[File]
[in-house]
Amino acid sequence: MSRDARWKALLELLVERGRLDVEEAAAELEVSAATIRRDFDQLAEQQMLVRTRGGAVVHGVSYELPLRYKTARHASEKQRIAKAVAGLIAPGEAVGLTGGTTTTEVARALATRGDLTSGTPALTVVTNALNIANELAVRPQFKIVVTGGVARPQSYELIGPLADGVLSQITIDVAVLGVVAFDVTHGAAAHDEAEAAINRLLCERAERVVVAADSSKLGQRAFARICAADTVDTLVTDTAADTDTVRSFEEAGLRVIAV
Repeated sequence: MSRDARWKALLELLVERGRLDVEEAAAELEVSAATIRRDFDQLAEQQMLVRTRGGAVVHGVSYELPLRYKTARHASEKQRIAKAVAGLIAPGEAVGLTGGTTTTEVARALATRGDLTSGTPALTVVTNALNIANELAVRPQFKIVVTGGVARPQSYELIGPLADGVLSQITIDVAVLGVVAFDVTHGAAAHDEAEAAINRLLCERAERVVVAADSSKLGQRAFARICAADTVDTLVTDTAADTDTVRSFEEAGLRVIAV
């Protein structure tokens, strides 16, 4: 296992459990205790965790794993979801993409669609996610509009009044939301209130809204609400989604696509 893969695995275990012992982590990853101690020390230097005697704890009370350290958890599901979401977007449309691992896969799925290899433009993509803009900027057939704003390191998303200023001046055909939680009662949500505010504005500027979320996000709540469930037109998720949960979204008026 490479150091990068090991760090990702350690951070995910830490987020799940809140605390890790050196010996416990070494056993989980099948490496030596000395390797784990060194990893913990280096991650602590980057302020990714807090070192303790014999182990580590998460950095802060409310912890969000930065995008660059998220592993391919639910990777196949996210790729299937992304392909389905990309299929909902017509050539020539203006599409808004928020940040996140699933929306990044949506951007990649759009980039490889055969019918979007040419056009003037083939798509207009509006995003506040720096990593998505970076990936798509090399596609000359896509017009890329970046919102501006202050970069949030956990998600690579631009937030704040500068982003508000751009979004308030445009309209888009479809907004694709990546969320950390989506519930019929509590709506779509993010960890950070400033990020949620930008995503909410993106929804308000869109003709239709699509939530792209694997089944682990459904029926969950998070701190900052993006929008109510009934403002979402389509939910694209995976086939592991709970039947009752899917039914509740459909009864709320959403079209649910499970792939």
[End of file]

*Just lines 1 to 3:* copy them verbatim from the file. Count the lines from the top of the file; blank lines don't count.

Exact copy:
[in-house]
Amino acid sequence: MSRDARWKALLELLVERGRLDVEEAAAELEVSAATIRRDFDQLAEQQMLVRTRGGAVVHGVSYELPLRYKTARHASEKQRIAKAVAGLIAPGEAVGLTGGTTTTEVARALATRGDLTSGTPALTVVTNALNIANELAVRPQFKIVVTGGVARPQSYELIGPLADGVLSQITIDVAVLGVVAFDVTHGAAAHDEAEAAINRLLCERAERVVVAADSSKLGQRAFARICAADTVDTLVTDTAADTDTVRSFEEAGLRVIAV
Repeated sequence: MSRDARWKALLELLVERGRLDVEEAAAELEVSAATIRRDFDQLAEQQMLVRTRGGAVVHGVSYELPLRYKTARHASEKQRIAKAVAGLIAPGEAVGLTGGTTTTEVARALATRGDLTSGTPALTVVTNALNIANELAVRPQFKIVVTGGVARPQSYELIGPLADGVLSQITIDVAVLGVVAFDVTHGAAAHDEAEAAINRLLCERAERVVVAADSSKLGQRAFARICAADTVDTLVTDTAADTDTVRSFEEAGLRVIAV